Local sculptor Winslow Craig and social activist Dr Christopher Arif Bulkan are among four people in the region who will receive the Anthony N Sabga Caribbean Awards for Excellence (ANSCAFE) in 2017 for their stellar contributions in the arts and civil society.
Craig is a lecturer in art at the University of Guyana and his work can be found in private collections through the region, in Guyanese institutions and international collections from New Zealand (Retribution II), China (The Unseen Helper) and Belize (Cutting Edge and The Watcher).
He was also commissioned by Cable and Wireless to create a trophy for its 2000 cricket series, which was titled Willow and Leather.
Born in the Kappawarri Creek of the Essequibo River in 1967, Craig’s natural talent for sculpting manifested at an early age. He was influenced by his father, who was a woodsman and woodworker, to begin whittling. He sold his first
piece at age seven for the sum of $20.
He was later accepted at the ER Burrowes School of Art for formal training and his graduation work, ‘Discovery’, was acquired by the Guyanese polymath Dr Denis Williams for the national collection.
Thereafter, Craig was awarded a 1997 Commonwealth Foundation Fellowship in Arts and Craft which took him to the Christchurch Polytechnic School of Art and Design, New Zealand, where he created Retribution II.
After this fellowship, he was selected to attend the International Sculpture Symposium in China in 2001, where he was the only artist representing the English-speaking Caribbean.
With a focus on themes that explores spirituality, justice, gender issues, nature and the environment, Craig is known to manipulate mediums such as metal, wood, and bronze, and is known for his invention of a new medium: ‘sawdoue’ an amalgam of sawdust and glue which is placed on steel.
His work, ‘Fighting for Global Peace,’ was featured in a documentary aired on CNN World Report in the aftermath of the Gulf War.
Apart from many exhibitions in Guyana, his work has been shown in Haiti, Suriname, Trinidad & Tobago, the US, Venezuela, and China. He is regarded as one of the leading sculptors in Guyana and has been commissioned by various regional institutions, like the Bank of Guyana, and the Commonwealth Youth Programme. One of his pieces, commissioned by the Government of Guyana, was presented to the Walter Reed Memorial Hospital in the US, where Guyanese president Cheddi Jagan was treated.
Craig won the Guyana Visual Arts Competition (Sculpture) in 2014 and was recognised with a Guyana National Award, the Medal of Service in 2002. He continues to work and teach in Guyana.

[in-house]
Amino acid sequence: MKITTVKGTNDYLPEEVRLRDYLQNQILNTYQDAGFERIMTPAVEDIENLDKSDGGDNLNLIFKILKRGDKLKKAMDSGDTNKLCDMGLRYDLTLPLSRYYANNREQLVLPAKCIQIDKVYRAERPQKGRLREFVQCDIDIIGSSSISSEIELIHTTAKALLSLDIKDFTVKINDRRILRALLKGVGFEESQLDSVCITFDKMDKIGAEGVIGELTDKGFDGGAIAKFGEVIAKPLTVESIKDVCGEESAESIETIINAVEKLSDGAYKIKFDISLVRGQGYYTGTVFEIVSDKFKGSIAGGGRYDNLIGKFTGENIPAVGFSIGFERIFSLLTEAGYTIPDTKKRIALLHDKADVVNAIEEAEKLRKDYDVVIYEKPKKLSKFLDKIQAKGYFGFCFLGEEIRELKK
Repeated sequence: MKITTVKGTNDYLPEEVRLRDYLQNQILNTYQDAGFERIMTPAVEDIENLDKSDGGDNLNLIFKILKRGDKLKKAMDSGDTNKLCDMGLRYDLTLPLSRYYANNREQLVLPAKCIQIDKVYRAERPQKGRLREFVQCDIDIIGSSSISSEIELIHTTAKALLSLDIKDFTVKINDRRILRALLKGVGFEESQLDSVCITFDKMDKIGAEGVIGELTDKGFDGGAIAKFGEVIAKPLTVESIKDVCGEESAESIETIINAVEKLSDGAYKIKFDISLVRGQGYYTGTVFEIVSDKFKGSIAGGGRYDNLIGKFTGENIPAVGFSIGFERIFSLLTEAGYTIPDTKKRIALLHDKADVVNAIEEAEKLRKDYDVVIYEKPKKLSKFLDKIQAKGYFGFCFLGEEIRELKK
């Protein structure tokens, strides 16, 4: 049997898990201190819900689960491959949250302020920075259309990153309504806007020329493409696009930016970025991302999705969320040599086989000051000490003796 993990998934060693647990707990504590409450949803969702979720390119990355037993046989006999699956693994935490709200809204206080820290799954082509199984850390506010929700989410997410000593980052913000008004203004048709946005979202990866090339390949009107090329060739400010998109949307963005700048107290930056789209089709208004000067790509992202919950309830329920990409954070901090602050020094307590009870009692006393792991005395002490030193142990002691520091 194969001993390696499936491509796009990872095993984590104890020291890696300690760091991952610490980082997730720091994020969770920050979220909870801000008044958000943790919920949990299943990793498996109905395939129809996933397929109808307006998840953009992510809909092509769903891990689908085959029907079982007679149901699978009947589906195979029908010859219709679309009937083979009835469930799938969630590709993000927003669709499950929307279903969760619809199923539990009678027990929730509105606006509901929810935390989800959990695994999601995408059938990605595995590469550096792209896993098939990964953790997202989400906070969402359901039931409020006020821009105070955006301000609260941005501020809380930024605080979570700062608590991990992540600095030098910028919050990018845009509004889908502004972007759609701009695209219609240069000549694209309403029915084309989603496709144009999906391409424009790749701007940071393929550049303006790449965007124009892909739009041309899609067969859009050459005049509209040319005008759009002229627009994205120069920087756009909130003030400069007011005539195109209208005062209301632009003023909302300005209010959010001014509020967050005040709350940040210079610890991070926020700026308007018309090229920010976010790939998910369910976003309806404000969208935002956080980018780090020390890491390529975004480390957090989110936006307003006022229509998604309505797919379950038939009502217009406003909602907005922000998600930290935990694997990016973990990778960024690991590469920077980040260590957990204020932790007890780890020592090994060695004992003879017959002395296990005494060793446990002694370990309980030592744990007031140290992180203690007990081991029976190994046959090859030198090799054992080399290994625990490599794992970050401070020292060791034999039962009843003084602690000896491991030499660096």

Bulkan is a lawyer by profession and functions as a senior lecturer at the Faculty of Law, University of the West Indies (UWI), St Augustine.
He has been at the forefront of promoting indigenous, environmental and human rights regionally through legal interventions, training and advocacy.
In 2009, along with Tracy Robinson and Douglas Mendes, he co-founded the UWI Rights Advocacy Project (U-RAP) which provides pro bono legal services, research and advocacy on human rights issues across various Caribbean territories.
U-RAP has commenced a collaboration with the Caribbean Vulnerable Communities Coalition (CVC), which will include, among other activities, training of lawyers and human rights defenders to better respond to the needs of these communities.
Having worked in Guyana as an attorney from 1999 to 2004, Bulkan has been described as one of the few experts on the emerging legal framework dealing with the rights of indigenous people, which has regional and extra-regional implications.
He is also the author of the publication The Survival of Indigenous Rights in Guyana and has provided training and education on rights to the Amerindian People’s Association (APA), the Guyana Marine Turtle Conservation Society of Guyana (GMTCS) and the Iwokrama International Centre for Rainforest Conservation and Development.
Additionally, in April 2016, Bulkan functioned as Conference Chair of a regional conference on issues affecting Indigenous Peoples, held in Belize City, Belize.
He has worked tirelessly to establish and defend the rights of the First Peoples, the environment and health in various ways.
Bulkan was also one of the initiators of two ground-breaking cases on gender rights in the Caribbean: Caleb Orozco vs Attorney General in Belize, and McEwan, Clarke, Fraser, Persaud and SASOD vs Attorney General of Guyana.
The former case was successful on all counts in August 2016, while in the latter the acting Chief Justice of Guyana ruled in September 2013 that cross dressing, as an expression of one’s gender identity, was not illegal. Both cases are now at varying stages in the appeal process.
In addition to his advocacy work, he has also published widely in books, refereed journals, and even newspapers. He is a contributor to the Stabroek News’ In the Diaspora weekly feature.
The other awardees are Shadel Nyack Compton of Grenada for contributions in the area of Entrepreneurship and Kwame Ryan of Trinidad & Tobago for his contributions in the Arts and Letters.
Established in 2005 by the ANSA McAL Foundation, ANSCAFE is said to be the English-speaking Caribbean’s leading recognition programme in Arts, Sciences, and Public and Civic Work.
The goal of ANSCAFE is to recognize significant Caribbean achievement, to encourage and to support the pursuit of excellence by Caribbean persons, for the benefit of the region. It is privately funded, free of political and other influence, and offers tangible, significant benefit to the Laureates. It is the most noteworthy philanthropic initiative by a Caribbean organization in recent times.
The awards began as a biennial event in 2006, went annual between 2010 and 2015, and thereafter returned to a biennial cycle. So far, 27 laureates have been named in the four categories.